Change Analysis chart 3 - Simulation which compares Manhattan with Shewhart Figure 2: Heat Maps (not related to the above data) used to visually identify changes

Change Analysis was able to far more effectively show changes than Heatmaps

Machine Power and BIS.Net Analyst

The BIS.Net Analyst team has developed algorithms, and decision rules over three decades to obtain far more effective analysis than classical main stream analysis can through Machine Power. Change Analysis is one example. Other areas are in:

  • Distribution fitting. Curve fitting has classically been achieved through methods such as regression and maximum likely-hood fitting. The machine powered algorithms can obtain better fits when closed form equations are not possible, such as for sigmoidal Logistic Curve fitting.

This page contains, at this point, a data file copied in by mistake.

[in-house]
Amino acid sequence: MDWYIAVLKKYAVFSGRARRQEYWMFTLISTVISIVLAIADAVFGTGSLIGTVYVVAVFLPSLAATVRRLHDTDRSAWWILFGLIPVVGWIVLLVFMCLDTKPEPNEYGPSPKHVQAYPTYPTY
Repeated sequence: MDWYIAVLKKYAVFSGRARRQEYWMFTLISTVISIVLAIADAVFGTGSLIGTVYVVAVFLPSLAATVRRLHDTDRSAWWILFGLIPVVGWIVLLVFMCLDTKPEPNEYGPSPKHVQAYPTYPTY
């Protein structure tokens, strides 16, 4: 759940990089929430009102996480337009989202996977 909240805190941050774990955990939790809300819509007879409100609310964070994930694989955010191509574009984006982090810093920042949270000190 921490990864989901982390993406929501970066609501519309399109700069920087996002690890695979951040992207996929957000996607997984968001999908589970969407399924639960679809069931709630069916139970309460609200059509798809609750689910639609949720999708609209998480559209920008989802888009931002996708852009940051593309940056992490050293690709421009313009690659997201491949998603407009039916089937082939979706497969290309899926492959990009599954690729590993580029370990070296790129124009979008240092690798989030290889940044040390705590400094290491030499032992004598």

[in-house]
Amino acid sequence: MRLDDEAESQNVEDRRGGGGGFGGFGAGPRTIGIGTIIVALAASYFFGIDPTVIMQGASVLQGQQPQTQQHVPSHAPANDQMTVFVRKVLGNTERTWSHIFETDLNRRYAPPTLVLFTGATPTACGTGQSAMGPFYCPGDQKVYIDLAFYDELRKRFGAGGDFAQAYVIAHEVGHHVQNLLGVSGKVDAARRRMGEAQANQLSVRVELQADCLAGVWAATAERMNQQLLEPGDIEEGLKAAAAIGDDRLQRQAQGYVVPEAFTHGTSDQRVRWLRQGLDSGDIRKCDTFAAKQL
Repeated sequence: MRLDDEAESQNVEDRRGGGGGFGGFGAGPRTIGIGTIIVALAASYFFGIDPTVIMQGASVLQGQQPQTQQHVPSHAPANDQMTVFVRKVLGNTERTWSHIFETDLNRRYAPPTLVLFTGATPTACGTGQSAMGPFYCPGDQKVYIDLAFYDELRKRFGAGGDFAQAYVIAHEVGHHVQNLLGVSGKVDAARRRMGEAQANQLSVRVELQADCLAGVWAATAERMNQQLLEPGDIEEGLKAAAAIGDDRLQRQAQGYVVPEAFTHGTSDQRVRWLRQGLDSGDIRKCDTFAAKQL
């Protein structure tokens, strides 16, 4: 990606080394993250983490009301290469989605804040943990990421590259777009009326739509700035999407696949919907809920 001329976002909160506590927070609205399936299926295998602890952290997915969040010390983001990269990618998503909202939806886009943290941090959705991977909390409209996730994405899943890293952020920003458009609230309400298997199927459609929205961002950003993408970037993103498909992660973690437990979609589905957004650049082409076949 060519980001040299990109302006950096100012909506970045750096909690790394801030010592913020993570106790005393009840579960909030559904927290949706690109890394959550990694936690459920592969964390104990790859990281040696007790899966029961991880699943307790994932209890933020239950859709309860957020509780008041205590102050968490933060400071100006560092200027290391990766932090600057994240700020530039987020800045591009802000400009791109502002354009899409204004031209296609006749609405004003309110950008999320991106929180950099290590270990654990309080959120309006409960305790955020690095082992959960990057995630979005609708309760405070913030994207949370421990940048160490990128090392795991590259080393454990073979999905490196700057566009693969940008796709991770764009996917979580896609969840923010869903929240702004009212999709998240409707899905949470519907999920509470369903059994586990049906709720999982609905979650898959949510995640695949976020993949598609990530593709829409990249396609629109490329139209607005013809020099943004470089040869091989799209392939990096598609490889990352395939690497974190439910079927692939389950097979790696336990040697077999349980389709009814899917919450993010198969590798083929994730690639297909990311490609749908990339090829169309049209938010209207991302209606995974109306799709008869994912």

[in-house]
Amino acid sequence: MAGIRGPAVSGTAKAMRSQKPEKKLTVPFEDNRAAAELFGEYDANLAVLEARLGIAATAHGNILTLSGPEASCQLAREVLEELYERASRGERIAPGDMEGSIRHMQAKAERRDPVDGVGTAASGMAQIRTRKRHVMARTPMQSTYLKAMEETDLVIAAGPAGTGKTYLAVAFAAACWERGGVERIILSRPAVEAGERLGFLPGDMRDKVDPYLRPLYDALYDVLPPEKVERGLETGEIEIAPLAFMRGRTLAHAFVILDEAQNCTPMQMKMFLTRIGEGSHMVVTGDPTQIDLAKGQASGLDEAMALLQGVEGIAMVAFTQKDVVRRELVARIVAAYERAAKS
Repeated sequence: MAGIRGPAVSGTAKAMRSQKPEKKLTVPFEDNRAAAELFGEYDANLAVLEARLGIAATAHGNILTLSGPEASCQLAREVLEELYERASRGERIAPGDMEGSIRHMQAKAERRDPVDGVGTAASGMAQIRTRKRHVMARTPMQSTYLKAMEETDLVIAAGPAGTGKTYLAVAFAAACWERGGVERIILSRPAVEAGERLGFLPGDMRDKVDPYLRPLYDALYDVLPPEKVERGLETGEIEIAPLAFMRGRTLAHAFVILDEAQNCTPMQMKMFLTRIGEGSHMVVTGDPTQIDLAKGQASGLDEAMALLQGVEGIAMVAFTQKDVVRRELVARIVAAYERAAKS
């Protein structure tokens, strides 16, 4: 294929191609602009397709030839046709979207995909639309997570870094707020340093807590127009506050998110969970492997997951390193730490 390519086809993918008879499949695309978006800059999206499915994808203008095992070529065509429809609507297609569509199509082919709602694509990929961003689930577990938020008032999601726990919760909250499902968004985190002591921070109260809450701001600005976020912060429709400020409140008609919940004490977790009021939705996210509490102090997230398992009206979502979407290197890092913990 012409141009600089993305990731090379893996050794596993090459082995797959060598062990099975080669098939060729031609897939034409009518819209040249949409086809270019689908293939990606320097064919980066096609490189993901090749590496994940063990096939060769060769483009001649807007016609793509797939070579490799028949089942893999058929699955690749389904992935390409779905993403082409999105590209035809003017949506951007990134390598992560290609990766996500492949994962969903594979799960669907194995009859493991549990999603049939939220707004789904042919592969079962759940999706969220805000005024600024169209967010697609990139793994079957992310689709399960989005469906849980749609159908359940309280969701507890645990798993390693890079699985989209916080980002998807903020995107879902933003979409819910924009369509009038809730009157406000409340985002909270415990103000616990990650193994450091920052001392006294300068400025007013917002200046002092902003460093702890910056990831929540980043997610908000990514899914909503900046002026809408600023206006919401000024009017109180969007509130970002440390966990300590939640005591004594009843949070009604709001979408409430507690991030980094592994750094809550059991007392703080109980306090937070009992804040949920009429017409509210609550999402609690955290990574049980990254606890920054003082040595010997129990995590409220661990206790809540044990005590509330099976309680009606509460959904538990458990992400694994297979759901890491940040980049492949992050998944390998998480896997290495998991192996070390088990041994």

• Advanced Process Control for Stream Processes. Stream processes are common such as in the confectionery industry. Classical alternatives are too cumbersome and insensitive.
  • Advanced Process Performance for Stream Processes. Process performance/capability analysis can be performed on multimodal data from different streams, each with their own probability distribution.
  • Realistic Process Capability Analysis. Classical Process Capability Analysis is based on within sub-group variation on the basis that between subgroup variations is assignable cause variation that can and should be removed. This is often not realistic, and it is not possible to apply such an approach to non-normal data. Machine powered analysis can be applied to non-normal data and individual data without relying on a moving range estimate of the variability.
  • More comprehensive analysis in areas such as Measurement System Analysis and Categorial Analysis
  • More informative perspective giving visual presentation of data, especially in Categorial Analysis, often used in research surveys. Many of the conclusions drawn in the past using classical analysis appear dubious.